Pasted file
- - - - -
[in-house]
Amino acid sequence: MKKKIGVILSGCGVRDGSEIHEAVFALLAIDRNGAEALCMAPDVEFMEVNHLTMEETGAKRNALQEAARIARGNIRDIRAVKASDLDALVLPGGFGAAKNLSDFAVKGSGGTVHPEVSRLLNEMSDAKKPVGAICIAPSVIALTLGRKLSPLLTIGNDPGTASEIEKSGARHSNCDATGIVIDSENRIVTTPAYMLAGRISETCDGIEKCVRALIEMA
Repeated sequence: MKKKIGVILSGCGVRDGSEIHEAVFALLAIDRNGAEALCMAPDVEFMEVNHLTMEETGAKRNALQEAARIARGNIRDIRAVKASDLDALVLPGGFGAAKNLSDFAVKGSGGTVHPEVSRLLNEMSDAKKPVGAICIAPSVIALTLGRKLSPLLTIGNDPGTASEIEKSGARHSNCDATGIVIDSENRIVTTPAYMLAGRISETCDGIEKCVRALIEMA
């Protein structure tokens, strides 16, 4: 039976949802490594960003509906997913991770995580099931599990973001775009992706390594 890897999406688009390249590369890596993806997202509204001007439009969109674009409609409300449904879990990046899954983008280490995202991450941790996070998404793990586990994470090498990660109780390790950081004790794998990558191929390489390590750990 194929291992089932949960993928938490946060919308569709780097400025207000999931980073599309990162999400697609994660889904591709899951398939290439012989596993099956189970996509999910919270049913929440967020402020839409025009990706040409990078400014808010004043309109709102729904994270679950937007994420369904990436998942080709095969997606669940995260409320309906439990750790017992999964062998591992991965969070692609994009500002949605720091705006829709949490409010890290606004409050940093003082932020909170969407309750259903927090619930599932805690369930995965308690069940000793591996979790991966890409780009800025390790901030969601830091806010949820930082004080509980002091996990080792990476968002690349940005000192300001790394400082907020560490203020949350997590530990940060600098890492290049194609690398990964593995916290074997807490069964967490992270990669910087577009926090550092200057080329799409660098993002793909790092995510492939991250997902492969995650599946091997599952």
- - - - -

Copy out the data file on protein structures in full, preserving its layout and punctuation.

[in-house]
Amino acid sequence: MKKKIGVILSGCGVRDGSEIHEAVFALLAIDRNGAEALCMAPDVEFMEVNHLTMEETGAKRNALQEAARIARGNIRDIRAVKASDLDALVLPGGFGAAKNLSDFAVKGSGGTVHPEVSRLLNEMSDAKKPVGAICIAPSVIALTLGRKLSPLLTIGNDPGTASEIEKSGARHSNCDATGIVIDSENRIVTTPAYMLAGRISETCDGIEKCVRALIEMA
Repeated sequence: MKKKIGVILSGCGVRDGSEIHEAVFALLAIDRNGAEALCMAPDVEFMEVNHLTMEETGAKRNALQEAARIARGNIRDIRAVKASDLDALVLPGGFGAAKNLSDFAVKGSGGTVHPEVSRLLNEMSDAKKPVGAICIAPSVIALTLGRKLSPLLTIGNDPGTASEIEKSGARHSNCDATGIVIDSENRIVTTPAYMLAGRISETCDGIEKCVRALIEMA
């Protein structure tokens, strides 16, 4: 039976949802490594960003509906997913991770995580099931599990973001775009992706390594 890897999406688009390249590369890596993806997202509204001007439009969109674009409609409300449904879990990046899954983008280490995202991450941790996070998404793990586990994470090498990660109780390790950081004790794998990558191929390489390590750990 194929291992089932949960993928938490946060919308569709780097400025207000999931980073599309990162999400697609994660889904591709899951398939290439012989596993099956189970996509999910919270049913929440967020402020839409025009990706040409990078400014808010004043309109709102729904994270679950937007994420369904990436998942080709095969997606669940995260409320309906439990750790017992999964062998591992991965969070692609994009500002949605720091705006829709949490409010890290606004409050940093003082932020909170969407309750259903927090619930599932805690369930995965308690069940000793591996979790991966890409780009800025390790901030969601830091806010949820930082004080509980002091996990080792990476968002690349940005000192300001790394400082907020560490203020949350997590530990940060600098890492290049194609690398990964593995916290074997807490069964967490992270990669910087577009926090550092200057080329799409660098993002793909790092995510492939991250997902492969995650599946091997599952």